Krista Lynn Campbell

slippery slope

Simon and Garfunkel made the phrase “slip sliding away”popular with their song of the same name in 1977.

Slip sliding away, slip sliding away

You know the nearer your destination, the more you slip sliding away.

The East  Coast has experienced the slip sliding away feeling these past few weeks with the ice-snow-more ice combo. I am fortunate to have missed some of that slippery precipatation by spending a few weeks in warmer weather on the West Coast.

But I was caught off guard to find myself slipping and sliding while tackling the South Kaibab Trail at the south rim of the Grand Canyon. My husband found out that only 3% of the 5 million annual visitors travel below the GC’s rim. We wanted to be in that prestigious 3% of course. Always up for a challenge! Why not? We can do this.

The helpful park ranger warned us that the Trail still had ice on it. At the trailhead, the warning sign suggested wearing crampons. We didn’t pack those; we don’t own them either. No need, we have our sneakers.

We start down the Trail with our pride of being counted among the special 3% and with the magnificent views as our constant companion along the way.

An older couple (they were probably our age but referring to them as “older” makes me feel younger and better) had already turned around and said they  weren’t going to take the chance on the ice. Hmmm. Where is their sense of adventure? Like I said, they were old.

Soon we humbly found out what all the fuss was about: ICE! There really was ICE on this trail. The sun was out ( but not hitting this part of the Trail) and it was 65 degrees.  How can there be ice? This doesn’t compute. But I couldn’t linger on that issue because I was on a very narrow, steep trail trying to manuever on ICE  without crampons on my feet. We hadn’t taken the warnings seriously.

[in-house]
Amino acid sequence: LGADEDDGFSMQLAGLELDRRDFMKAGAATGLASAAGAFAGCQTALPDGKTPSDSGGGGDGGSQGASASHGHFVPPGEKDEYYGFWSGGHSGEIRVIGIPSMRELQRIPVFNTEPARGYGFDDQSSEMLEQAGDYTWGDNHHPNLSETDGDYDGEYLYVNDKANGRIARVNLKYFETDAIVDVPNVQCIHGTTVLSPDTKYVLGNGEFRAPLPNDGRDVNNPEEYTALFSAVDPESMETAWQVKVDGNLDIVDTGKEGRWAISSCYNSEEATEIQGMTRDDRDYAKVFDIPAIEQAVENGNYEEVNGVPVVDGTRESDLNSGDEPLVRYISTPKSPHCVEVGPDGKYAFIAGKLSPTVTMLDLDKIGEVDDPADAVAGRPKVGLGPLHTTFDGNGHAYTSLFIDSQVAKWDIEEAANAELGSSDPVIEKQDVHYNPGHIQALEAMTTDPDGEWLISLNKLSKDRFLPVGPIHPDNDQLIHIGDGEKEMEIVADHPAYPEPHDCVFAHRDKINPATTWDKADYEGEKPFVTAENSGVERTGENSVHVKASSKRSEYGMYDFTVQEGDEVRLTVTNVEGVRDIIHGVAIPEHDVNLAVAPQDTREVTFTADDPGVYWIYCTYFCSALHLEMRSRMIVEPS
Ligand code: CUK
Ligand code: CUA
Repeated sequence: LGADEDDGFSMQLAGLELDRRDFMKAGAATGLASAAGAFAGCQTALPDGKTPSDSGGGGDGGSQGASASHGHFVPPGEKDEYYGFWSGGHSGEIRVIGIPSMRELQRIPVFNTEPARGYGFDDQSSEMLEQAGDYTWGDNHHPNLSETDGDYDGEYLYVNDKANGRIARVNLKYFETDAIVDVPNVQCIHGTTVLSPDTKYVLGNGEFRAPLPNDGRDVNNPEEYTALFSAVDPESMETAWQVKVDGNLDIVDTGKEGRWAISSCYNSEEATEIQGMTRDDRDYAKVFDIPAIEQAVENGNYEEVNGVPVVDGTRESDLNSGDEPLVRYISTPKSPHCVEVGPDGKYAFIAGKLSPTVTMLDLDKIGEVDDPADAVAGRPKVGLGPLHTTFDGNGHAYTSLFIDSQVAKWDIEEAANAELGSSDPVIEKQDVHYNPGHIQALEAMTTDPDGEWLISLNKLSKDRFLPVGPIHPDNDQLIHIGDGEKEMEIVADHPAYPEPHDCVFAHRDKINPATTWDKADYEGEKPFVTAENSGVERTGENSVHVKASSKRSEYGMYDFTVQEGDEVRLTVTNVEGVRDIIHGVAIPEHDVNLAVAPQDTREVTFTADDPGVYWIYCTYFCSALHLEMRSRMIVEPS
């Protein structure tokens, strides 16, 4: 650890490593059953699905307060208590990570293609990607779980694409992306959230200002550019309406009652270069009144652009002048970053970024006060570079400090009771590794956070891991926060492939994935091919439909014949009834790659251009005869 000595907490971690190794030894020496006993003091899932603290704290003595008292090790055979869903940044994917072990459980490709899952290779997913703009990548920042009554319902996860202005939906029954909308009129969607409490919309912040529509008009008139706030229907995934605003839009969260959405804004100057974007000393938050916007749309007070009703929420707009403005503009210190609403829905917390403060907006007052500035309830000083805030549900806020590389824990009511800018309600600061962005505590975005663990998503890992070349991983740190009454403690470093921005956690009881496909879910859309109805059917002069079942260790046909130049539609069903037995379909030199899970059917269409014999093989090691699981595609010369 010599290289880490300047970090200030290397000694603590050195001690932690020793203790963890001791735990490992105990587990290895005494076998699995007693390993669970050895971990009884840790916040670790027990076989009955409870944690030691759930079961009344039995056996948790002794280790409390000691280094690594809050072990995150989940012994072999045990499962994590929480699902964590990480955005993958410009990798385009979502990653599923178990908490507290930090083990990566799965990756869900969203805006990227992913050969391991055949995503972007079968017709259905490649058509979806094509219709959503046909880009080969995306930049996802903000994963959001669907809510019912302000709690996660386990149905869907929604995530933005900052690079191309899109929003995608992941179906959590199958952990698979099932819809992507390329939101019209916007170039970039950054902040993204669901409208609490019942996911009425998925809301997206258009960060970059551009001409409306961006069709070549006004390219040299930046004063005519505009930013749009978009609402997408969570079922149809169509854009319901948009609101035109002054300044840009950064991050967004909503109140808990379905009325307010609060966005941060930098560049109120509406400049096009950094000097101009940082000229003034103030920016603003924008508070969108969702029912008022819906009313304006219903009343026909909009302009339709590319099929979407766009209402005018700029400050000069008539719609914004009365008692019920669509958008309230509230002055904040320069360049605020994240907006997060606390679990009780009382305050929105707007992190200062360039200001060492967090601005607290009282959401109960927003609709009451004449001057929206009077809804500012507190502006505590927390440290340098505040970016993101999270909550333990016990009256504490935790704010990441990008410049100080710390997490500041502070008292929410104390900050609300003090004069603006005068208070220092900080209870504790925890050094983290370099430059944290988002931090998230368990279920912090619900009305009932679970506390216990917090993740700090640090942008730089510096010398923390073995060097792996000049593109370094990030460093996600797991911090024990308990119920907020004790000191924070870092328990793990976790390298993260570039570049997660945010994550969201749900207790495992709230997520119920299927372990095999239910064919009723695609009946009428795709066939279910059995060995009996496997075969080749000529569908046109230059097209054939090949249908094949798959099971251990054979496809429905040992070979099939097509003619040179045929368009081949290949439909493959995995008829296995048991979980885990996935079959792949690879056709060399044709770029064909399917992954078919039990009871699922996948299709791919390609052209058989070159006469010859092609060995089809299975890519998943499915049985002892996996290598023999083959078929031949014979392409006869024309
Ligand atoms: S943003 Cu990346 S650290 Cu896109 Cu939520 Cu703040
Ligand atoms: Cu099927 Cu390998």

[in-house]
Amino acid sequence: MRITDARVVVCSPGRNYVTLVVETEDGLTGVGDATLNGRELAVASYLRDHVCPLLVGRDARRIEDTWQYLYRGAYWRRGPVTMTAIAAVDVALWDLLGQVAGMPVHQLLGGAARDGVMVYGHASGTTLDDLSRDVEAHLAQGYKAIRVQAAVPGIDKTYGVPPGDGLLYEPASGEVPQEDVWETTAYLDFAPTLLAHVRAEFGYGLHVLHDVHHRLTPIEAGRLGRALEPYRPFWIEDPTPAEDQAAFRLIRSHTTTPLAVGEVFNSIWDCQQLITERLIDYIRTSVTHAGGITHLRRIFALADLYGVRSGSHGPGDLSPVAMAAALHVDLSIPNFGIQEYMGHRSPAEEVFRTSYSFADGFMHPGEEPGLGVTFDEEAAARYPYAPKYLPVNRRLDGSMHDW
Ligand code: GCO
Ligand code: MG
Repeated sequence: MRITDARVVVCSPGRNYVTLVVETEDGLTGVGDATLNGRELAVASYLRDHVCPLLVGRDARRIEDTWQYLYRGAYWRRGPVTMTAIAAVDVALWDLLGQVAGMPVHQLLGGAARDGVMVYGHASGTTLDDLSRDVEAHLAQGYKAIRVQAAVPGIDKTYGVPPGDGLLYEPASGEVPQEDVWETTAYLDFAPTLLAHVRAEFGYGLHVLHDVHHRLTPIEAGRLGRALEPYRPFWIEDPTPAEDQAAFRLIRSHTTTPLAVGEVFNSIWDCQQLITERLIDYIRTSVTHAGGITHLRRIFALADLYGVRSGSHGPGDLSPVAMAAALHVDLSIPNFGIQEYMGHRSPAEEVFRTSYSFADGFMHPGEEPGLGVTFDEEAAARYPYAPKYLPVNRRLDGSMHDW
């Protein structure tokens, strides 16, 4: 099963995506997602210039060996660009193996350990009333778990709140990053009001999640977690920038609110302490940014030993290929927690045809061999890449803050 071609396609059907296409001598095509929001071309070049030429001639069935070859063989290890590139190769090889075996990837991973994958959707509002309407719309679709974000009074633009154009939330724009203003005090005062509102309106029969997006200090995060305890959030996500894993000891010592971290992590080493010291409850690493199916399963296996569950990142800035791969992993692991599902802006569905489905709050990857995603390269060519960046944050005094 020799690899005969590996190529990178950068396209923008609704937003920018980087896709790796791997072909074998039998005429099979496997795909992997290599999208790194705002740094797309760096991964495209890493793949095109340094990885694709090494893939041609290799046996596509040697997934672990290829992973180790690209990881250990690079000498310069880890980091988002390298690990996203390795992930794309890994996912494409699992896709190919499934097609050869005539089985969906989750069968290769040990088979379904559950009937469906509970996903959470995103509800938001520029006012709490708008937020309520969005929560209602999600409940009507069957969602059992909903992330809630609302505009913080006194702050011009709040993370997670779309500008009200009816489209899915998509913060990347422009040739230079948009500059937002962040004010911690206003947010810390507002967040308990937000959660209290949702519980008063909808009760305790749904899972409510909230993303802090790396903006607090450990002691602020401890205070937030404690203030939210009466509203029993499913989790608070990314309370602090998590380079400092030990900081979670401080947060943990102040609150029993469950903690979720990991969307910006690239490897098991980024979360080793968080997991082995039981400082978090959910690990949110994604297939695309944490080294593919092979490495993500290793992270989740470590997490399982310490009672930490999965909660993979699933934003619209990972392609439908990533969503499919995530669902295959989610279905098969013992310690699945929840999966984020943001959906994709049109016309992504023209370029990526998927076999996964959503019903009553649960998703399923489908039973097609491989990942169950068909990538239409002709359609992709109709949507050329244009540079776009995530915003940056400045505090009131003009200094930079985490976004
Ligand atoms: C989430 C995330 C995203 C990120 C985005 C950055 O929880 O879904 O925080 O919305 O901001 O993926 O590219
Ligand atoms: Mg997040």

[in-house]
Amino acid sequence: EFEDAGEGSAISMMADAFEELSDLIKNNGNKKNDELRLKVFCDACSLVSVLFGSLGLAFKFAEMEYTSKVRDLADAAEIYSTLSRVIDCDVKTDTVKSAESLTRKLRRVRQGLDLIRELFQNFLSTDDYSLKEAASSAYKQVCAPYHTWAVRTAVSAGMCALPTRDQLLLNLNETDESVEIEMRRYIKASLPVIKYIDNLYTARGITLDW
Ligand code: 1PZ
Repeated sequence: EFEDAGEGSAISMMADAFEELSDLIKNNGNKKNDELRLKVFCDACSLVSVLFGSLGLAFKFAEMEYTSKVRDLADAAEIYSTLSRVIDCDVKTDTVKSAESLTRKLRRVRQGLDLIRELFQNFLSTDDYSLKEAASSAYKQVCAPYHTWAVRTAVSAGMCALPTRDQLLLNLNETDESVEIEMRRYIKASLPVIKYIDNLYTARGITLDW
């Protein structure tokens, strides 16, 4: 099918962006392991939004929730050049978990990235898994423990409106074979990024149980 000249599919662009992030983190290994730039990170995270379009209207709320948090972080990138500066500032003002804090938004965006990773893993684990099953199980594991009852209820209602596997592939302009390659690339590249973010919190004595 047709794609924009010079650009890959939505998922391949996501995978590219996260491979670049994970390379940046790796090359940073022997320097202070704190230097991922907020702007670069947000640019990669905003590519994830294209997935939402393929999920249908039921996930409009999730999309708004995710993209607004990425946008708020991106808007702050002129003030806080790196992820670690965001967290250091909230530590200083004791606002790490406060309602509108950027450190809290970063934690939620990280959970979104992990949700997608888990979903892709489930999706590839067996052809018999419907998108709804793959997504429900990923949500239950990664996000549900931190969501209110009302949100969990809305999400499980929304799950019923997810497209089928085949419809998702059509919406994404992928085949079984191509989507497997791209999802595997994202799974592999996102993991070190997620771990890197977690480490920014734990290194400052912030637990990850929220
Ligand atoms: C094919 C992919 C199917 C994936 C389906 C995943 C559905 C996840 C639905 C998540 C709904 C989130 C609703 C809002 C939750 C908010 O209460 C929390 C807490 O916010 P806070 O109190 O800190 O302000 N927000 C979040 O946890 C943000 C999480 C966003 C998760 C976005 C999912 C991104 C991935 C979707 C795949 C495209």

imageAhead on this perilous path, we helplessly stare at a young couple each with a small child strapped to them. They are desperatly trying to navigate this treacherous stretch. She hugged the rock wall (with a child on her back); he has his hand on her butt trying to brace her while not losing his footing since he has a child strapped to his front.

I was dreadfully thinking this was not going to end well for a member of this young family. Scarey stuff. But we wait and watch. My husband offered to help but he was also afraid to let go of me. (He made the right choice and kept me upright.) They make it through so we stupidly follow. Have I mentioned there are no guide rails? Just a deep, deep canyon.

Mule trains have traversed these steep, hazardous trails since the late 1800’s. We passed several mule trains, rather they passed us. Those 4-hooved animals were sure-footed on this mess. I was panicked. Then following my second slip, I announced that I was done. “I will sit on this rock, enjoy the awesome view and eat gummy bears.”

I had only made it 1/4 mile down but I couldn’t fathom how I would get back up the icy Trail. I read that 250 people are rescued each year at the Grand Canyon. Make that 251, I predicted.

While my nimble husband continued further down into the Canyon, I paused with my water and gummy bears and the Grand Canyon. I had read the signs and had heard the ICE warnings but I hadn’t considered the consequences, like a broken leg.

This enticing Trail was a slippery slope just like sin. It lured us in. We had ignored all the warning bells and whistles. As with my sin,  my prideful-self whispered that I can handle a little ICE or a second look or some hateful thoughts on and on.  It is no big deal. But it is a huge deal, that is the seducing aspect of sin. As with sin, I didn’t give the consequences a fleeting thought.

A bag of gummy bears later, my husband returns from his journey. I am still waiting on my rock even though I attempted to bribe a mule-pack driver as an empty mule with my name on it walked by. (It is against their silly policy for me to hop on.)

Thankfully, going  up the Trail turned out to be much easier than going down. I didn’t get down and kiss the ground once I had returned to dry, firm land but the thought crossed my mind.

He lifted me out of the slimy pit, out of the mud and mire; He set my feet on a rock and gave me a firm place to stand. Psalm 40:2 NIV

The warnings were all around me for my own safety, just as the Holy Spirit is constantly reminding me of dangerous areas. Don’t stop at that TV channel, don’t look at that man who isn’t your husband, don’t entertain those thoughts…..All for my own safety.

Will I listen or will I slip slide away? It’s a slippery slope.

Let’s Walk Worthy!


2 thoughts on “slippery slope”

  1. OMG girlfriend! I am so glad you are safe and saved! Yes – we do all miss those warning signs. By God’s grace we make it back. So glad that you are safe and on solid ground.

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